Gold still can’t catch a break

Gold surrendered its small gains and was trading lower on the day at the time of this writing. The precious metal looks heavy mainly because of a firm dollar. The greenback rallied after the Federal Reserve turned out to be a lot more hawkish last week than expected. Echoing the hawkish sentiment, the Fed’s William Dudley yesterday argued against pausing the rate hike cycle yesterday. But with the lack of any major economic data this week, it remains to be seen if the dollar will be able to climb further, and what that would mean for gold.

In the event that the dollar manages to extend its gains further, then buck-denominated precious metal could come under additional pressure. However an exception to that rule would be if we head into a period of stock market turbulence, which may boost the appetite for perceived safe-haven assets like gold and silver. For now though, equity indices remain underpinned near multi-year or record high levels across a number of developed economies.

So it looks like investors still prefer the racier equity markets over holding onto gold, an asset which pays no interest or dividend, and costs money to store. When you factor into that equitation the prospects of a firmer dollar going forward, the outlook for the yellow metal appears grim. That being said, things can change quickly in these markets, so always be prepared for a sudden shift in sentiment.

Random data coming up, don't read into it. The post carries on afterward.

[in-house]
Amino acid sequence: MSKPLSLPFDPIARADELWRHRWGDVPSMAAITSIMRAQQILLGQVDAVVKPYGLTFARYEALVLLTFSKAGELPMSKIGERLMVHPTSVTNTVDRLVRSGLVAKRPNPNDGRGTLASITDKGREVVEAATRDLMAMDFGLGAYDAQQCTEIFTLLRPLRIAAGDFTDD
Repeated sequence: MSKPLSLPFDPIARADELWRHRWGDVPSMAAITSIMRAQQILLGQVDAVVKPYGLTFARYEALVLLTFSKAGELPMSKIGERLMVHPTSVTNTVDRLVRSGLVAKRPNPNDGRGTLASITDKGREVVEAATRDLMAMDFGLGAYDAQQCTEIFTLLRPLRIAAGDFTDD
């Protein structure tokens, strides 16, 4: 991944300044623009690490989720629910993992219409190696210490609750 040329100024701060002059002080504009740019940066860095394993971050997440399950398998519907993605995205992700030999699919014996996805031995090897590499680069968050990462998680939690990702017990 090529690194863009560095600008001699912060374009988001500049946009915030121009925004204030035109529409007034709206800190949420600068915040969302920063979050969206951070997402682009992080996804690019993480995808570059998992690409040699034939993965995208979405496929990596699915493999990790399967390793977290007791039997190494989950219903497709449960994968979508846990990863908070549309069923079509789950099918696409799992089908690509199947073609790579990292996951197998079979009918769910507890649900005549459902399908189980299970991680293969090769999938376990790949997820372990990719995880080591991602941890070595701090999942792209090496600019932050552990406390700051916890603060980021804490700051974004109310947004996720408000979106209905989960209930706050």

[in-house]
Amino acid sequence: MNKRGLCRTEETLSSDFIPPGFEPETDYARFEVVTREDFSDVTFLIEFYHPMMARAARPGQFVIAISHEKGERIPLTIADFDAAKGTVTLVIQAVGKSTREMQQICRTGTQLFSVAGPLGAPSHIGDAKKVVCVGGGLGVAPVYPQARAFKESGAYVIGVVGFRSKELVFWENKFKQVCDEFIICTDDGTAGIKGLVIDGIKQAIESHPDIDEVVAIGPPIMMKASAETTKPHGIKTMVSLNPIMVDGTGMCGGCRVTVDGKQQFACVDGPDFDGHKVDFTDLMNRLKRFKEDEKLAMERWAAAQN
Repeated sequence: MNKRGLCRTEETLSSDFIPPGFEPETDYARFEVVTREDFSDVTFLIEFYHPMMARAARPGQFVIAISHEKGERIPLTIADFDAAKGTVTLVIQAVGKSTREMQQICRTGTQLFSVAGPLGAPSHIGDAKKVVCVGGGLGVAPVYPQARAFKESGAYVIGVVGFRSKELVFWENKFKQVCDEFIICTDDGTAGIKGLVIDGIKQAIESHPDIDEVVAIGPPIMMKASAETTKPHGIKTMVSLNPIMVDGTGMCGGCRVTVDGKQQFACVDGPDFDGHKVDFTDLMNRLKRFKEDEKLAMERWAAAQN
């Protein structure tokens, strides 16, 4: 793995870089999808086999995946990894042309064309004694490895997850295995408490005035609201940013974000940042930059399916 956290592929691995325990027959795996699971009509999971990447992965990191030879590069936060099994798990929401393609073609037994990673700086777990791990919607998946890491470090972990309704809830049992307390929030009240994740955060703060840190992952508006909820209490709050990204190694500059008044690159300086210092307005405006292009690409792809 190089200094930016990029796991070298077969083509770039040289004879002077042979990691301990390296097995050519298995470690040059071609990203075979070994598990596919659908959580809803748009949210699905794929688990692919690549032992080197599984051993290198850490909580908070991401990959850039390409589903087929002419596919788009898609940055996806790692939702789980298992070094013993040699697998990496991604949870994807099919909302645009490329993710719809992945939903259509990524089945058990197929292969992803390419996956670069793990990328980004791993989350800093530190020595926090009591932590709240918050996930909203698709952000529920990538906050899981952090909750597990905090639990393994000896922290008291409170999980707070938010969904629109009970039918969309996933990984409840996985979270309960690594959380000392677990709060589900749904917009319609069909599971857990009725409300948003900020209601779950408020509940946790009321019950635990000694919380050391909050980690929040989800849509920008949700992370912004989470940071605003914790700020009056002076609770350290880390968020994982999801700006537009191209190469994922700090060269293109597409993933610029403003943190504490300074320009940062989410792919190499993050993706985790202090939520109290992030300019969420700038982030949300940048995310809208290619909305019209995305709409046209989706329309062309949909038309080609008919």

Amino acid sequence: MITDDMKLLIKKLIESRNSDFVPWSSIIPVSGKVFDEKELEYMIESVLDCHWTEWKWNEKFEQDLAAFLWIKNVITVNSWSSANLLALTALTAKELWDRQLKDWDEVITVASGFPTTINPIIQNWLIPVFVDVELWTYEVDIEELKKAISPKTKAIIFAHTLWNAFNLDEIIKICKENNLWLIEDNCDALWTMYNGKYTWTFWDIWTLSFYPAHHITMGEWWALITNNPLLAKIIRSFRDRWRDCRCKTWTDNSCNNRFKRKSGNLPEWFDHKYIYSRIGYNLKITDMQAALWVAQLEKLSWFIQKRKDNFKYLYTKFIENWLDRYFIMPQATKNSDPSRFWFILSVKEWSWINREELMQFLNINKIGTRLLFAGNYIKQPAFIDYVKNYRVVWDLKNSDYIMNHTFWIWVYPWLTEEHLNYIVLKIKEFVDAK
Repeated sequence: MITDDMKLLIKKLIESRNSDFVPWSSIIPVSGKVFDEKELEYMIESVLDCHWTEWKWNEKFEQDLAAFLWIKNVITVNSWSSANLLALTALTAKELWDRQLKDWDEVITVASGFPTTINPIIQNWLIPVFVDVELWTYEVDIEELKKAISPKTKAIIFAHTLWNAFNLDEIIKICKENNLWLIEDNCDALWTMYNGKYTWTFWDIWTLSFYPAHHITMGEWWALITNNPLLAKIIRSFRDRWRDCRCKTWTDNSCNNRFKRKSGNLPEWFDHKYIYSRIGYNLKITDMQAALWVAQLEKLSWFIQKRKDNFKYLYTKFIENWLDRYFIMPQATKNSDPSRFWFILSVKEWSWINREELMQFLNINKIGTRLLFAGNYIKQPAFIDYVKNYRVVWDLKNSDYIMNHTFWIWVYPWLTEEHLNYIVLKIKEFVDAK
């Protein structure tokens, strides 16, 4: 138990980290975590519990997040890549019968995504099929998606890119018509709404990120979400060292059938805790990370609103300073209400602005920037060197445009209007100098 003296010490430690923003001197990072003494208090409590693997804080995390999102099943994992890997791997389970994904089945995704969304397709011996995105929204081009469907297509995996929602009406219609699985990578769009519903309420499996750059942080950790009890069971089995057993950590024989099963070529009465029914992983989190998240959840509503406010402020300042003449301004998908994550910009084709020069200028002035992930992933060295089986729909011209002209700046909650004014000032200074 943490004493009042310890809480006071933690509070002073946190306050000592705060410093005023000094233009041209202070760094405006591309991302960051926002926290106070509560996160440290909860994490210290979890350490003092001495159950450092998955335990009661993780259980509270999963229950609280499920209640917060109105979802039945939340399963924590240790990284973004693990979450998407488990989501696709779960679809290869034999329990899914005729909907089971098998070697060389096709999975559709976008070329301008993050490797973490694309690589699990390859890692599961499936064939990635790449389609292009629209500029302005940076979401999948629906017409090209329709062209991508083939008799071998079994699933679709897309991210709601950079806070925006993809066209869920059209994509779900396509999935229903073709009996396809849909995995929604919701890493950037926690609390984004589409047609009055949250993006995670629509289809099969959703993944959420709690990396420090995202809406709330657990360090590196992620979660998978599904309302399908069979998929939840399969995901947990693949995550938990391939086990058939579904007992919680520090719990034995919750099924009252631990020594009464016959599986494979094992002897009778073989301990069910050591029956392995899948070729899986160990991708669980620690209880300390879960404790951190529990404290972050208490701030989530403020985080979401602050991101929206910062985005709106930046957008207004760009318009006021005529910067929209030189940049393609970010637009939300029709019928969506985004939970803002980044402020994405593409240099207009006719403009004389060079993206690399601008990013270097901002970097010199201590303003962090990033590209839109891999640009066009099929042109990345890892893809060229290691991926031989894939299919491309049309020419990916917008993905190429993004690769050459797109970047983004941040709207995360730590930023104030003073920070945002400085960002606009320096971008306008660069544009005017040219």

But technically, gold’s inability to sustain itself after briefly breaking through its long-term bearish trend line a few weeks ago was never a healthy sign. After that failed breakout attempt, every short-term bounce in gold has been sold as the bulls abandoned their positions and the bears increased theirs. Given gold’s current bearish price action, the metal looks poised to drop to $1236 and possibly $1200 next, levels which were previously support or resistance.

At this stage, the path of least resistance is clearly to the downside for gold. But that will change if (1) we see a distinct reversal pattern around these levels and/or (2) a decisive break above the trend line. If the latter happens then that would signal the end of the long-term downtrend. For gold to get anywhere near that level again, it may require the help of a fundamental stimulus. 

Figure 1:

Gold

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